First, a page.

238 F2d 18 Anglo Canadian Shipping Co v. United States

238 F.2d 18

ANGLO CANADIAN SHIPPING CO., Ltd. et al., Petitioners,


UNITED STATES of America and Federal Maritime Board, Respondents.

No. 15241.

United States Court of Appeals Ninth Circuit.

Oct. 25, 1956.

Graham, James & Rolph, San Francisco, Cal., for appellants.

Edward D. Ransom, Gen. Counsel, Federal Maritime Bd., Washington, D.C., John T. Halen, Federal Maritime Bd., San Francisco, Cal., for appellees.

Before STEPHENS and POPE, Circuit Judges, and HALBERT, District Judge.

POPE, Circuit Judge.

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Respondent moved to dismiss the petition which is one filed here pursuant to Title 5 U.S.C.A. § 1034 for the purpose of reviewing an order of the Federal Maritime Board. Under § 1033 of that Title, which is part of Chapter 19(a) enacted December 29, 1950, 64 Stat. 1129, 'The venue of any proceeding under this chapter shall be in the judicial circuit wherein is the residence of the party or any of the parties filing the petition for review, or wherein such party or any of such parties has its principal office, or in the United States Court of Appeals for the District of Columbia.' The motion is based upon respondents' assertion that the named petitioners, some 23 steamship or shipping companies, are either corporations, none of whom are incorporated in any state in this circuit, or partnerships, none of whose partners reside in this circuit.


The report of the Board, whose decision is sought to be reviewed here, discloses that the proceeding which resulted in that report was instituted by the filing of complaints by Mitsui Steamship Co., Ltd., and others, 'against the member lines of the Pacific Coast European Conference * * * alleging violations of the Shipping Act, 1916'. The operative portion of the Board's order recites: 'It is ordered that the Pacific Coast European Conference and its members, as named in Appendix A hereto, cease and desist from effectuating any interpretation of said conference's shippers' rate agreement inconsistent with the interpretation set forth in the report herein.' The members named in the appendix referred to in the order and there described as 'regular members' of the Conference are the petitioners here.1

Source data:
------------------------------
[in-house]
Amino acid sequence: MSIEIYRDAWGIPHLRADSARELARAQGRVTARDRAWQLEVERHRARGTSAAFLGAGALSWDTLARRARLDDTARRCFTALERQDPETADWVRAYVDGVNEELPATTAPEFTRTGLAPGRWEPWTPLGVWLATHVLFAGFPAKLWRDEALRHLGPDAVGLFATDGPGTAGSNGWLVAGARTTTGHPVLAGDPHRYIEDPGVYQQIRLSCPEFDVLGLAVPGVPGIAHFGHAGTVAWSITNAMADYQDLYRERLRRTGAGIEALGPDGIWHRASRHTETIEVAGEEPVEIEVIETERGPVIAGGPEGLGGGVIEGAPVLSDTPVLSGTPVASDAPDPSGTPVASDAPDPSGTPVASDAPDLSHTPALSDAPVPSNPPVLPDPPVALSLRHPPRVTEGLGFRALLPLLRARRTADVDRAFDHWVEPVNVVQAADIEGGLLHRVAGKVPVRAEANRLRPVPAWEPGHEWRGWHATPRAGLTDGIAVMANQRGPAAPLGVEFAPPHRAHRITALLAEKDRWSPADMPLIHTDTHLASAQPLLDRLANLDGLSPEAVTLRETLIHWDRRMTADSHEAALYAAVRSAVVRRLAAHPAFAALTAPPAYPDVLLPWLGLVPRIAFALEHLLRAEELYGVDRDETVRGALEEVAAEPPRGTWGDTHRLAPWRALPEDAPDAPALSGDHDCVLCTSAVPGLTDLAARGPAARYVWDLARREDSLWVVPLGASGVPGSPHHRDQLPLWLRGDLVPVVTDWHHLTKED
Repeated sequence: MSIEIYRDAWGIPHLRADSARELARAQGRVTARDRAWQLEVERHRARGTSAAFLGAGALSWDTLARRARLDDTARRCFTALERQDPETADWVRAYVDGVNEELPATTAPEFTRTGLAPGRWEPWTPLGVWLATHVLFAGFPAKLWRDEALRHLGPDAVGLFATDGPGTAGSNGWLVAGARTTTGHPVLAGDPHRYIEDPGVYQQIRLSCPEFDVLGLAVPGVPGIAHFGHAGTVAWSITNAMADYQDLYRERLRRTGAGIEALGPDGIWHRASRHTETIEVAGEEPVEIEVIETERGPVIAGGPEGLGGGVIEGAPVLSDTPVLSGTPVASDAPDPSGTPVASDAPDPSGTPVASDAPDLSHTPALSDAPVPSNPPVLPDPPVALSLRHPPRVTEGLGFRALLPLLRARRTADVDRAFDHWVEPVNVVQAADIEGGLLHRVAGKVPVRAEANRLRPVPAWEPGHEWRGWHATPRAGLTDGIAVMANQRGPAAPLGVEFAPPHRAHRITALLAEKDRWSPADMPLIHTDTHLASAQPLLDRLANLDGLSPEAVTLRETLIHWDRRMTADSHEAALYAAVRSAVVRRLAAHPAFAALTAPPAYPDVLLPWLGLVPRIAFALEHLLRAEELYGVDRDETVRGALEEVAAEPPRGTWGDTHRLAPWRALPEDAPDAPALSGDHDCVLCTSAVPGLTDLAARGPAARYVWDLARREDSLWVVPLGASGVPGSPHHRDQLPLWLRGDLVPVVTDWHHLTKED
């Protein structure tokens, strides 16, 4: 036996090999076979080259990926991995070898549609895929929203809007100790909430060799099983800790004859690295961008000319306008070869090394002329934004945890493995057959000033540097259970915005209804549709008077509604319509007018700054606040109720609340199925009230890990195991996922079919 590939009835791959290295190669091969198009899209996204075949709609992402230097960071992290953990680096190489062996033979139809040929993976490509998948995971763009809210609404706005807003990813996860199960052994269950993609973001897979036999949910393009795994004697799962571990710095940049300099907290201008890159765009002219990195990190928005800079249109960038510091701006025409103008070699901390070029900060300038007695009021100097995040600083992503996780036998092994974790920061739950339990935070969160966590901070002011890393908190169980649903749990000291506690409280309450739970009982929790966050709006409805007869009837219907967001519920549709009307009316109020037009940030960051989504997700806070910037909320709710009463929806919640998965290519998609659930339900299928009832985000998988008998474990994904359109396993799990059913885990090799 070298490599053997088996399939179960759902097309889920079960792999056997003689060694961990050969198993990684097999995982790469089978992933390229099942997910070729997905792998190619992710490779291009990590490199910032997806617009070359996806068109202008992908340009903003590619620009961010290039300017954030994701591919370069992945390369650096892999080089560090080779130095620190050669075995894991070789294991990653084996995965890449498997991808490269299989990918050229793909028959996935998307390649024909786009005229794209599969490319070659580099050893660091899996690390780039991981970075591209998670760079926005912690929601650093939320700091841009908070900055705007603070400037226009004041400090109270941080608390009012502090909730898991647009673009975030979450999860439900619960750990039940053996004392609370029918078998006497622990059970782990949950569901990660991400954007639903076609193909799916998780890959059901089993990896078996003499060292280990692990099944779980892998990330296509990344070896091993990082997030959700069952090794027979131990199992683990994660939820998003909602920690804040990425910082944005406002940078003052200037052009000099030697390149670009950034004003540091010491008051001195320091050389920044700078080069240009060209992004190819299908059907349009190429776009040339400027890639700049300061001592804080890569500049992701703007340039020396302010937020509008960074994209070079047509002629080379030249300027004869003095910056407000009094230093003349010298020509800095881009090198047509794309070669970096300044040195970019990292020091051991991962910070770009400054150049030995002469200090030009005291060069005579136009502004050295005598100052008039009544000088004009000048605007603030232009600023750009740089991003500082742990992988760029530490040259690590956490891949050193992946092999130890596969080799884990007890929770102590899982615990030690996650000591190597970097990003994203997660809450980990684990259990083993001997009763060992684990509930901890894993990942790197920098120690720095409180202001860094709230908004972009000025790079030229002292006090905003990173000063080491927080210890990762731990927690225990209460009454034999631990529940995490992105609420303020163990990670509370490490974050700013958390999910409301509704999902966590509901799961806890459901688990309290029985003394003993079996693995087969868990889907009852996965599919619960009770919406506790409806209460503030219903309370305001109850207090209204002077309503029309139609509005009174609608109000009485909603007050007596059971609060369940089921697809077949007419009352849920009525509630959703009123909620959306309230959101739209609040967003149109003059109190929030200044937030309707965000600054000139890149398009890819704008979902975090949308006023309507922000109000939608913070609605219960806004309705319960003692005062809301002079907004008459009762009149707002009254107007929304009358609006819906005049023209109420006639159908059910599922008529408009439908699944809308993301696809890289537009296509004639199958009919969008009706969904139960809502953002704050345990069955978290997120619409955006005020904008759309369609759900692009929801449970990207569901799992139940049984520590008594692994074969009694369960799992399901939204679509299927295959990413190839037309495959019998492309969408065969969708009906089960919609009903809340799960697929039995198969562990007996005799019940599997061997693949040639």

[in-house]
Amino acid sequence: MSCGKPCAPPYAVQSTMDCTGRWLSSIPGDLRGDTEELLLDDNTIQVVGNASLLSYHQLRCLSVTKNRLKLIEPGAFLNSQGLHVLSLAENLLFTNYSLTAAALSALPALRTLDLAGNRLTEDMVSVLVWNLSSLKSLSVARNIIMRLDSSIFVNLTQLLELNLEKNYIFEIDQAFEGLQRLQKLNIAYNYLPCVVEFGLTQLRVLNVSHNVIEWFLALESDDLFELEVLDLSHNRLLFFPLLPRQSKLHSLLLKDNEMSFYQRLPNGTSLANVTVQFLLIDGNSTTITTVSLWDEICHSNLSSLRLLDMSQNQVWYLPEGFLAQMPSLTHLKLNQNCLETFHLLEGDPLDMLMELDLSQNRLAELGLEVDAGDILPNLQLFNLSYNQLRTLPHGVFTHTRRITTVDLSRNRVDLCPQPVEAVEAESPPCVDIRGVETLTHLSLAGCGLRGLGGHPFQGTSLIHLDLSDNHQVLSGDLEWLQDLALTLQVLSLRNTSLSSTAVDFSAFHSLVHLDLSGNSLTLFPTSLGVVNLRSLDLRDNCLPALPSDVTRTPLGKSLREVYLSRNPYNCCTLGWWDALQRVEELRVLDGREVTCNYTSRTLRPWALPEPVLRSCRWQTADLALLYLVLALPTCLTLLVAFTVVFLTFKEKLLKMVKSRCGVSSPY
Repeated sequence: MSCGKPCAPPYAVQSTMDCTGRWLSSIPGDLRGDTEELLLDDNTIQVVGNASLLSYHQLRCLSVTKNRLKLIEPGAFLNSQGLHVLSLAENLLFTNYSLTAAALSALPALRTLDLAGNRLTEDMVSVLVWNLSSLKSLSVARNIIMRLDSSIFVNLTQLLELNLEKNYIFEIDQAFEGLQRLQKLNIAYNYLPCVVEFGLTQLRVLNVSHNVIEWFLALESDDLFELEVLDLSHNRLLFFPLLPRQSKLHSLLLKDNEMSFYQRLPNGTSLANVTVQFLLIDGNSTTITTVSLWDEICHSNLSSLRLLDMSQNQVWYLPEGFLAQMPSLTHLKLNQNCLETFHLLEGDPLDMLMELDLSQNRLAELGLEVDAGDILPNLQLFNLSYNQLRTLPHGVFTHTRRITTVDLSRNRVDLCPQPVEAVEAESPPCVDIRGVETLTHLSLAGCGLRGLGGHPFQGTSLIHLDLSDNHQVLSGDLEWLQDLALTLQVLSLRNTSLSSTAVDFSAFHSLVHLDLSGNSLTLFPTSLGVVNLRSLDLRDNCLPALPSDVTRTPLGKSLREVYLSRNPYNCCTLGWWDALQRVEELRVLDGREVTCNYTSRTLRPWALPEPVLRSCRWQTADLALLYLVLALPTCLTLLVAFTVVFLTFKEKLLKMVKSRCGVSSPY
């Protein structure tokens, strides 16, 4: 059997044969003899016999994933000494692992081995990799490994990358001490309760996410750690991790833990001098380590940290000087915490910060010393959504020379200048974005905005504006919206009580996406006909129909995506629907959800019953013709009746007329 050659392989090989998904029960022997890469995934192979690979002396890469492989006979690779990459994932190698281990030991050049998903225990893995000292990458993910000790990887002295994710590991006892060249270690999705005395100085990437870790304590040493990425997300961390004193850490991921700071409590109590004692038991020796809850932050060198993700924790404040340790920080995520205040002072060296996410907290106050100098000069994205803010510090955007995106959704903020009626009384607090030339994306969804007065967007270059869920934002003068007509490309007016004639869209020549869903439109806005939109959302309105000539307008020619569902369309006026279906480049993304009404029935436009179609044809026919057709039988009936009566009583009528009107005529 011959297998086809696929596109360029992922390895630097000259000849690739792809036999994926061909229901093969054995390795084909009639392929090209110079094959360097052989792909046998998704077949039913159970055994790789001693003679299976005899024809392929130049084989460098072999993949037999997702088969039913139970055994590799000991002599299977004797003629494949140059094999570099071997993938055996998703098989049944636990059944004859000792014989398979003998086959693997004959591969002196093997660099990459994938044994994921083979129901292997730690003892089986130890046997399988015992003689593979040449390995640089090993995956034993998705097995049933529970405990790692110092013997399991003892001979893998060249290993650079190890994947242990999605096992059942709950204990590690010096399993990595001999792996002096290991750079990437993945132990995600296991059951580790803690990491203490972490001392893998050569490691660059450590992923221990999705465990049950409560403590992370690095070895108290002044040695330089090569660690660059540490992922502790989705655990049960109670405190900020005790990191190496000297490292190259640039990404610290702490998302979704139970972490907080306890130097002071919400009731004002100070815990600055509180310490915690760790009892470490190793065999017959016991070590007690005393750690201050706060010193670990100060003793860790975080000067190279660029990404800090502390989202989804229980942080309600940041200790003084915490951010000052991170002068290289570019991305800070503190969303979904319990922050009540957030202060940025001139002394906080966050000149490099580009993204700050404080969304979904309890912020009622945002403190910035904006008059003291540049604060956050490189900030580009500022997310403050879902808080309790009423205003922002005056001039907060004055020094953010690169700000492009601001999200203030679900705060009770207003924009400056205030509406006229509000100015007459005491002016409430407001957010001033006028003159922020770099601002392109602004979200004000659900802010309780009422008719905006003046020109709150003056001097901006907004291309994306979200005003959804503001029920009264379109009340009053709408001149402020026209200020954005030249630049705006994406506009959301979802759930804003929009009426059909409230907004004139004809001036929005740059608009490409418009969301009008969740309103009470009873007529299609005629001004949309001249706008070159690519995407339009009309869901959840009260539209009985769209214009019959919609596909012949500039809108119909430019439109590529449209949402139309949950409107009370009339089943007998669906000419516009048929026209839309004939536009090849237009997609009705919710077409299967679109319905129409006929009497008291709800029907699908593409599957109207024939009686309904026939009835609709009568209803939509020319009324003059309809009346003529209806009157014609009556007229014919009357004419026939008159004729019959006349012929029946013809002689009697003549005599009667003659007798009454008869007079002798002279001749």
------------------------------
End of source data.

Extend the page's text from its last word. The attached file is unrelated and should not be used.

It does not appear to be questioned but that the Conference, as such, would be a party aggrieved by the order, and it is admitted that it has its principal office in this circuit. Although an unincorporated association, its capacity to sue or to petition for review of an administrative order can hardly be questioned. Cf. Rule 17(b), F.R.C.P., 28 U.S.C.A., and Title 5 U.S.C.A. § 1001(b).


Petitioners assert that since all of the named regular members of the Conference referred to in the Board's order have filed the petition here, in substance the Conference itself is a petitioner as well as its members. However, upon argument of the motion here, counsel for the petitioners requested leave to amend their petition by inserting after the names of the petitioning steamship or shipping companies, the name of 'Pacific Coast European Conference' so that the Conference would be expressly named as one of the petitioners. The motion for leave to amend the petition is granted.


Following submission of this matter counsel for the Board have filed a memorandum asserting that the motion to amend could only be made in writing under a local rule of this court. We think that rule not applicable to this situation, but in any event the amendment proposed was on the court's suggestion, and the amendment, under Rule 21 F.R.Civ.P. is one which may be allowed by the court 'of its own initiative'.


The rules of this court provide that the Federal Rules of Civil Procedure, whenever applicable, are hereby adopted as part of the rules of this Court. The amendment here allowed would appear to be an appropriate one under Rule 15, relating to amendments generally, and Rule 21, relating to the addition of parties by order of court. The latter rule was invoked in Mullaney v. Anderson, 342 U.S. 415, 72 S.Ct. 428, 96 L.Ed. 458, where a possibly necessary party was added after the case reached the Supreme Court.


Since the petition still relates to the same conduct, transaction or occurrence set forth in the original pleading, the amendment should relate back to the date of the petition under Rule 15(c).

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It is suggested that the petition, as originally filed, was defective in failing to show proper venue in this court, and it is said that this is a jurisdictional defect. Defective allegations of jurisdiction may be amended at any time. Title 28 U.S.C.A. § 1653.


This disposition of the case renders it unnecessary for us to consider the very doubtful question as to whether we have power to transfer the proceeding to the District of Columbia Circuit under § 1406(a) of Title 28.


The motion to dismiss the petition is denied. The respondents are granted 15 days in addition to the time fixed by the rules of this court within which to file the transcript of the record. Attention is directed to the amendment of the Rule 34 made by this court and approved by the Judicial Conference of the United States in September, 1955.

1 The appendix includes the name of American President Lines, Ltd., described as 'an associate member of said Conference'. It is not a petitioner here.